Catherine Redpath – School of English & Journalism – Senior Lecturer/Programme Leader – Staff Profile
The Campfire initiative emerged during the pandemic as a means of community building. I had become increasingly concerned that due to (often) repeated periods of self-isolation, students were experiencing high levels of dislocation from their peers, their modules, and the university community. This was leading to students reporting high levels of anxiety and mental health issues and significantly impacting on attendance and engagement. Inevitably, student attrition was also of concern.
I devised the Campfires to be voluntary, extra-curricular, non-hierarchical community building sessions. These bi-monthly sessions took place online on Saturday evenings and were initially devised around themes which were, in part, suggested by students. These themes included, ‘Meet the Pets’, ‘Mini Come Dine with Me’ and ‘A Song for Covid.’
The name ’Campfire’ emerged from an in-person event that I had organised many years ago at a previous institution, when one of my students passed-away suddenly. During this time, student morale was very low, and I was searching for a way to bring the cohort together to grieve, but also to re-cohere as a group. As the student concerned was a keen camper, I arranged for us to gather round a large campfire off campus and share our memories of him.
The pandemic Campfires were organised using ‘Blackboard Collaborate’ and advertised via module and year group sites. I took the decision not to include an ‘end time’ on the Collaborate link so that students could participate for as long as they wished rather than me dictating when the event should come to a close. It was important that the students felt they had control. The start time of 6.00pm was negotiated with students and the latest that one of these sessions came to a close was 11.25pm.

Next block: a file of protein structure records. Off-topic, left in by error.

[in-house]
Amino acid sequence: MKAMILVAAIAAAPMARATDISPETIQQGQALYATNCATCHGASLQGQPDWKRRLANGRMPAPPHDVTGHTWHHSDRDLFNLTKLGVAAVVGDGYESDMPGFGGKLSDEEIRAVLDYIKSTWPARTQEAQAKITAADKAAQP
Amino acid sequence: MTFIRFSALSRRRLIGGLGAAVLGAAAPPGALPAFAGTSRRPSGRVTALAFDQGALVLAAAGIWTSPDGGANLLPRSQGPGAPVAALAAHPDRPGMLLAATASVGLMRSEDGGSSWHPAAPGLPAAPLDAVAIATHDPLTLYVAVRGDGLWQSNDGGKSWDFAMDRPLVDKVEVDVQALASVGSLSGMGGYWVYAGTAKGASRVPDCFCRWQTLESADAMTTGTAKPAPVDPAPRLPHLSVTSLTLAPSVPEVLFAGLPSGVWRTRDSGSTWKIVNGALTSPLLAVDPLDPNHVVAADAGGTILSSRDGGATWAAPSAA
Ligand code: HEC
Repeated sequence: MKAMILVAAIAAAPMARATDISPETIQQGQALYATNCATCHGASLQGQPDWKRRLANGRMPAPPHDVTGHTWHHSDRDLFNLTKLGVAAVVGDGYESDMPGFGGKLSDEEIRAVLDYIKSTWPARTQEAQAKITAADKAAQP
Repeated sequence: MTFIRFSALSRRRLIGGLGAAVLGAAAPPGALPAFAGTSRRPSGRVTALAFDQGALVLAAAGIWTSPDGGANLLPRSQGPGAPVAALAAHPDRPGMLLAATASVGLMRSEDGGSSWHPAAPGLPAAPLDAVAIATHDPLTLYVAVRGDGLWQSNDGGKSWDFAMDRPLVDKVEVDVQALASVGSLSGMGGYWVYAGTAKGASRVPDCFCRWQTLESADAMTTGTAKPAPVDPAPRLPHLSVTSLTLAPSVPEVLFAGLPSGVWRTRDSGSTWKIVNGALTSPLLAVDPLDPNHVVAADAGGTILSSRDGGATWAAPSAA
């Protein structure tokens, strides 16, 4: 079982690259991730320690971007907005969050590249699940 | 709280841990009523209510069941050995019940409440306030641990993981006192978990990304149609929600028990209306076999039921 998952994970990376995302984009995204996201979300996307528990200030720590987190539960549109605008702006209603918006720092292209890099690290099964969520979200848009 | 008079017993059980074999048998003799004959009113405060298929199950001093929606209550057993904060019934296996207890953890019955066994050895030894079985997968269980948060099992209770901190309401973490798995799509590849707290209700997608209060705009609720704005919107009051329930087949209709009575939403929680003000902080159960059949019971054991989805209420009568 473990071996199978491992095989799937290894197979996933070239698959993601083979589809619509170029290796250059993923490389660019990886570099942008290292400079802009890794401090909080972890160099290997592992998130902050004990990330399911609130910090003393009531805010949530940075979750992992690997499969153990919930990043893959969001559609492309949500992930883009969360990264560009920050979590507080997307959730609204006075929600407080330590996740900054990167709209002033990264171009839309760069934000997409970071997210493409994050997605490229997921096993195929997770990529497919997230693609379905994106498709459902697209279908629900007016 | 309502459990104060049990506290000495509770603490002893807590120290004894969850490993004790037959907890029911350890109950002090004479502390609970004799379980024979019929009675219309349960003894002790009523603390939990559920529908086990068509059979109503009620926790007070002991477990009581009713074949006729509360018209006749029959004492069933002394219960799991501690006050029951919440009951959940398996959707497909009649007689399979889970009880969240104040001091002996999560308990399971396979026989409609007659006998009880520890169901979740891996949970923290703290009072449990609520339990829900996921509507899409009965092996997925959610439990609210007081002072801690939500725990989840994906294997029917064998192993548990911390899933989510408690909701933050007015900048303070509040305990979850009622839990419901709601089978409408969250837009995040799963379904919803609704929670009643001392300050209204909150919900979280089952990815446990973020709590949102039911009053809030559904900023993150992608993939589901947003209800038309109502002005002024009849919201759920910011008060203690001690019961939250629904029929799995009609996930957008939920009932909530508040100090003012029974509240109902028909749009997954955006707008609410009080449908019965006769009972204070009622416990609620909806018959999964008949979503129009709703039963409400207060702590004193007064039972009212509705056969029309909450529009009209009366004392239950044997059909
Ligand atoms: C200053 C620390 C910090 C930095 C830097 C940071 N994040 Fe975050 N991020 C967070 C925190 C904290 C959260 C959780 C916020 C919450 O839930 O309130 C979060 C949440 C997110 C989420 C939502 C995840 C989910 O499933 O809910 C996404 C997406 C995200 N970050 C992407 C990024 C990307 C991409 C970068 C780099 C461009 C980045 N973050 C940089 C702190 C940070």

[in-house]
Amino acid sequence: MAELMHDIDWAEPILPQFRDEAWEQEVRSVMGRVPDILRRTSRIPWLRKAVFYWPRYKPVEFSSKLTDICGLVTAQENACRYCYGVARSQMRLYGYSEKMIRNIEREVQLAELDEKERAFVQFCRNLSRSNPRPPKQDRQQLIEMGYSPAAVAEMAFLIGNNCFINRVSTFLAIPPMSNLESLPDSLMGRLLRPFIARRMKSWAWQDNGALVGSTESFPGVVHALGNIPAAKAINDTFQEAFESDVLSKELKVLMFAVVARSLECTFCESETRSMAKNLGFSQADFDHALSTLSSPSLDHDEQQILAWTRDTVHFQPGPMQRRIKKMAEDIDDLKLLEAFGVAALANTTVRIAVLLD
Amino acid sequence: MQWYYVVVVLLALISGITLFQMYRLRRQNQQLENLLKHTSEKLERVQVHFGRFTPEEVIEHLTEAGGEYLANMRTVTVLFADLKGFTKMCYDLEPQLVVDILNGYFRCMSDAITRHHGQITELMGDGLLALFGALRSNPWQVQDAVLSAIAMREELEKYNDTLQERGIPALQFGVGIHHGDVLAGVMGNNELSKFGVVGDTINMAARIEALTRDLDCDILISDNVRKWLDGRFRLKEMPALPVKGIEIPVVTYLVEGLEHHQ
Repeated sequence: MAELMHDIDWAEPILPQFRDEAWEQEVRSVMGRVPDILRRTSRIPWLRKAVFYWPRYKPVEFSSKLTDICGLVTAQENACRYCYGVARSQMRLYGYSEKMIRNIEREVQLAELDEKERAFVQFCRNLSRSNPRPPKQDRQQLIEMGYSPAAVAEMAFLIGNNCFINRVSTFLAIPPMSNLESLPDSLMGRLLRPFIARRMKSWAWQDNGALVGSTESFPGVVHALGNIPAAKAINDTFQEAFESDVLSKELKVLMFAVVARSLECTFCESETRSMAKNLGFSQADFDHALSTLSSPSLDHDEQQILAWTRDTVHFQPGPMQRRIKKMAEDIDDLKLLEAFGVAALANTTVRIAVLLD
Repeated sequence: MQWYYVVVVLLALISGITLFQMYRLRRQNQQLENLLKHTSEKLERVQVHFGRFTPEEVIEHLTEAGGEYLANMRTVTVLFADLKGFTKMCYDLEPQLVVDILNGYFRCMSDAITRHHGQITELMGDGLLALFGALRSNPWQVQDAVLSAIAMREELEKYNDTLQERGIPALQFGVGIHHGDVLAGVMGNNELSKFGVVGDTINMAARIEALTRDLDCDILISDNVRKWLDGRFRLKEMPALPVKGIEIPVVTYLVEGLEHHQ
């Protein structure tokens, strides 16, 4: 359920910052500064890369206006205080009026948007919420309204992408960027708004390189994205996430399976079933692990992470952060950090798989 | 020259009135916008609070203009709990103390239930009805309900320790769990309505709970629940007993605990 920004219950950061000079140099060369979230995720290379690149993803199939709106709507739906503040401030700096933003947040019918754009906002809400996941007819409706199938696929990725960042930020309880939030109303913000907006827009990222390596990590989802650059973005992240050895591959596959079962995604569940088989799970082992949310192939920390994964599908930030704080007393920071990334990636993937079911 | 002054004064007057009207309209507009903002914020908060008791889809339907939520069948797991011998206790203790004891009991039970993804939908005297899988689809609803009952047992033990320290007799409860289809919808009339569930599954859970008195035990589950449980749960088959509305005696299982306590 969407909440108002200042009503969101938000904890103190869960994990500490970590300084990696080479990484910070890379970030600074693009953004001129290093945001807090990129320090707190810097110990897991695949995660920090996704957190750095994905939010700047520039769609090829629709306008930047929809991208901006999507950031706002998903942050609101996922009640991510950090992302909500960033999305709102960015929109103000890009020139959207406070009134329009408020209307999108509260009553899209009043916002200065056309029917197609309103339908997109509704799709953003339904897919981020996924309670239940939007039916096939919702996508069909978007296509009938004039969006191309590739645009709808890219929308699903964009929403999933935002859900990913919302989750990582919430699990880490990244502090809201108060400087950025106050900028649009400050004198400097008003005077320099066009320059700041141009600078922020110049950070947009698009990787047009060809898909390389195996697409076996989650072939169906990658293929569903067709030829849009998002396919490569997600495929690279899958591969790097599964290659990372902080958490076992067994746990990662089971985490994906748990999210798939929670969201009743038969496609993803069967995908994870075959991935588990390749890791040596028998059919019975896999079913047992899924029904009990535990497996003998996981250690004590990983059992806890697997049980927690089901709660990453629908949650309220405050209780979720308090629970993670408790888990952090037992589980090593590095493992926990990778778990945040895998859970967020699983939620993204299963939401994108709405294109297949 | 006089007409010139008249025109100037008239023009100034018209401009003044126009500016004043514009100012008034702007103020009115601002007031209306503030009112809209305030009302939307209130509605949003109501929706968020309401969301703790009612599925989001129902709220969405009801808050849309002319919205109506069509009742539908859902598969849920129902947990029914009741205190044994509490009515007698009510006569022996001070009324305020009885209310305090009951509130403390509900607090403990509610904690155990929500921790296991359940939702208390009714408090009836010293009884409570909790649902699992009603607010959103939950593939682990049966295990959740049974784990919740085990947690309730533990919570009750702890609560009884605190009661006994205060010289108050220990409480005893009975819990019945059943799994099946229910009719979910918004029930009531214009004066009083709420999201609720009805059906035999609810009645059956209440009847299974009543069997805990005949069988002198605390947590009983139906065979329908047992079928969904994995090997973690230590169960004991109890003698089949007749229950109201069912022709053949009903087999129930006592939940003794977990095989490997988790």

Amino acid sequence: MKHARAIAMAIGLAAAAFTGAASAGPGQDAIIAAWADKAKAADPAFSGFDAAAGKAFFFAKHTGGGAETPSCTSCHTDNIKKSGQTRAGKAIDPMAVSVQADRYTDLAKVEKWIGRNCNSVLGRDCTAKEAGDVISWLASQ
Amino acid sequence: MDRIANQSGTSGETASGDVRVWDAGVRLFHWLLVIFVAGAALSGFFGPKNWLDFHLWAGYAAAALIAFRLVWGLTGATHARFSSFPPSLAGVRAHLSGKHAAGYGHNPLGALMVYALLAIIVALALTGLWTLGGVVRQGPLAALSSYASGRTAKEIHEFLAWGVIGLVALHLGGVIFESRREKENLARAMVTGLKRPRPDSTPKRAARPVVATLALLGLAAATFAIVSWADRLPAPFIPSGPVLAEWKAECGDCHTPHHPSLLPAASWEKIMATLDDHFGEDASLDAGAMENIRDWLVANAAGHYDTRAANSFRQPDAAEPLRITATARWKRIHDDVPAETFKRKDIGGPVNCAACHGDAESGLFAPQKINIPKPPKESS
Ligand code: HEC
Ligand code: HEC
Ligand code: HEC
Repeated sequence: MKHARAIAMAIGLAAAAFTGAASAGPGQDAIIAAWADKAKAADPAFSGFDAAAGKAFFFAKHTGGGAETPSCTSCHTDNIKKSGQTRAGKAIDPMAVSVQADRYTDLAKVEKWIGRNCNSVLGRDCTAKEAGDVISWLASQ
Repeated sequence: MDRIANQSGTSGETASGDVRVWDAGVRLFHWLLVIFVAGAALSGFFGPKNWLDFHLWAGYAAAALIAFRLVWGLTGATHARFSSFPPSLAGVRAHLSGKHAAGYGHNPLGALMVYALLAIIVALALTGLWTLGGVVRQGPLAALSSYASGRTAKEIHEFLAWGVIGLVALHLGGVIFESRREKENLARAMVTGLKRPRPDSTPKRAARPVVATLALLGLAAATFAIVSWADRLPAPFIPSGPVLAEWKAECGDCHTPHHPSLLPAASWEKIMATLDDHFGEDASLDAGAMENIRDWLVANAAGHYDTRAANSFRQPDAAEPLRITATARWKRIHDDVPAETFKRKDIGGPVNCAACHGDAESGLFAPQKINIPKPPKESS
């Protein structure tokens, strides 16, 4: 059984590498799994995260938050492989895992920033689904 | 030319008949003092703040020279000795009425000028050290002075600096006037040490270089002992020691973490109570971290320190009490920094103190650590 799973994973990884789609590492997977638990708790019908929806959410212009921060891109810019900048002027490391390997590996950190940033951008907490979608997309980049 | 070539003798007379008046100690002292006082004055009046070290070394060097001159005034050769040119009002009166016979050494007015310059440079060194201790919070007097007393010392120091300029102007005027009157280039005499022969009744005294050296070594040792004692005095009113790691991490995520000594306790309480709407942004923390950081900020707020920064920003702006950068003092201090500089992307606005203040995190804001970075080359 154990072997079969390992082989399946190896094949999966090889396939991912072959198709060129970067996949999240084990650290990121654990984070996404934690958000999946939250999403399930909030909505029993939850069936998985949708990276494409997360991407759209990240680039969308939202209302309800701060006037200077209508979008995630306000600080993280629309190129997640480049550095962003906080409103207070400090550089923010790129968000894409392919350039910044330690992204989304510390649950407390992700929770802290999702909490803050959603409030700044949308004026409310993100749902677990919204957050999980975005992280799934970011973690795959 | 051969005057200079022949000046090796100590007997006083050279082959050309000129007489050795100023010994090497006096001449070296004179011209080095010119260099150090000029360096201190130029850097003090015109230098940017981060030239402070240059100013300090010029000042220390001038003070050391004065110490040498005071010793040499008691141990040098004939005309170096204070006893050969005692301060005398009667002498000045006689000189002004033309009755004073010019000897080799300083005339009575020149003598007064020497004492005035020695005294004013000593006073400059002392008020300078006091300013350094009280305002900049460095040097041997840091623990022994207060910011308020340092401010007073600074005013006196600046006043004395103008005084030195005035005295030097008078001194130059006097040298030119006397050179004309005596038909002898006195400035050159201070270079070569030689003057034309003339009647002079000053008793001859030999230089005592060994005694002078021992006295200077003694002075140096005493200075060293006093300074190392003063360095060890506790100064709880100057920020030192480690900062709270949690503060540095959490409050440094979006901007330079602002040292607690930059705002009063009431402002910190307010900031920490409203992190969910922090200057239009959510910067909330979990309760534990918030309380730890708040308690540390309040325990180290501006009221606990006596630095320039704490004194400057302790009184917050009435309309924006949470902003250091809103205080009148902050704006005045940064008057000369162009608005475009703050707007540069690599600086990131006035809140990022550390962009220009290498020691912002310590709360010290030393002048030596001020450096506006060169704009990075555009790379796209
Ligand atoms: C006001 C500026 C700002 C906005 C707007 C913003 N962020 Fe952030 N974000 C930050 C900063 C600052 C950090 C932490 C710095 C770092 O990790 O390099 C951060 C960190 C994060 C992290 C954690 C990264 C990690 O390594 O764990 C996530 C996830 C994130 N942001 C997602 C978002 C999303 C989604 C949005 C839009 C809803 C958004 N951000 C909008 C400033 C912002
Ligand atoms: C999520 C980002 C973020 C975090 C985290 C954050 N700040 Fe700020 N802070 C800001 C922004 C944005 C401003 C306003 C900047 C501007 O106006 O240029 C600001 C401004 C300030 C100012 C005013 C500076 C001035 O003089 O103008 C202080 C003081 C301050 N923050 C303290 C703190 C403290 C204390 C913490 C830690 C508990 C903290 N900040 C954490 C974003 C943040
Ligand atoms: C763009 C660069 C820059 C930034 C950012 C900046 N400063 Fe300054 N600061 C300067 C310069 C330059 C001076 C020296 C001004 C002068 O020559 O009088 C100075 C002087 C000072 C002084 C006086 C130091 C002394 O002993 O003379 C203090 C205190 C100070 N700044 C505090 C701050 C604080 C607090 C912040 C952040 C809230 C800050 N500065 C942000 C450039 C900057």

Outcomes and benefits
The Campfires attracted a good range of students with attendance reaching over 35 at 2 events. The average participation rate was 23/4. Interestingly, over the course of semester A, the Campfires transitioned into teaching and learning sessions. This was especially the case during the assessment periods and as the Independent Study proposals were being drafted. Consequently, they became spaces where students could seek clarification, obtain feed-back, and discuss works in progress. Overwhelmingly, students reported that these Campfires had increased their sense of community and belonging, helped them to feel less isolated and offered a safe space during a frightening and unpredictable period in their university careers.
Blackboard Collaborate Ultra: For support on using Blackboard Collaborate Ultra for teaching and learning please see this page: Resources Hub: Blackboard Collaborate Ultra – Digital Education Support (lincoln.ac.uk)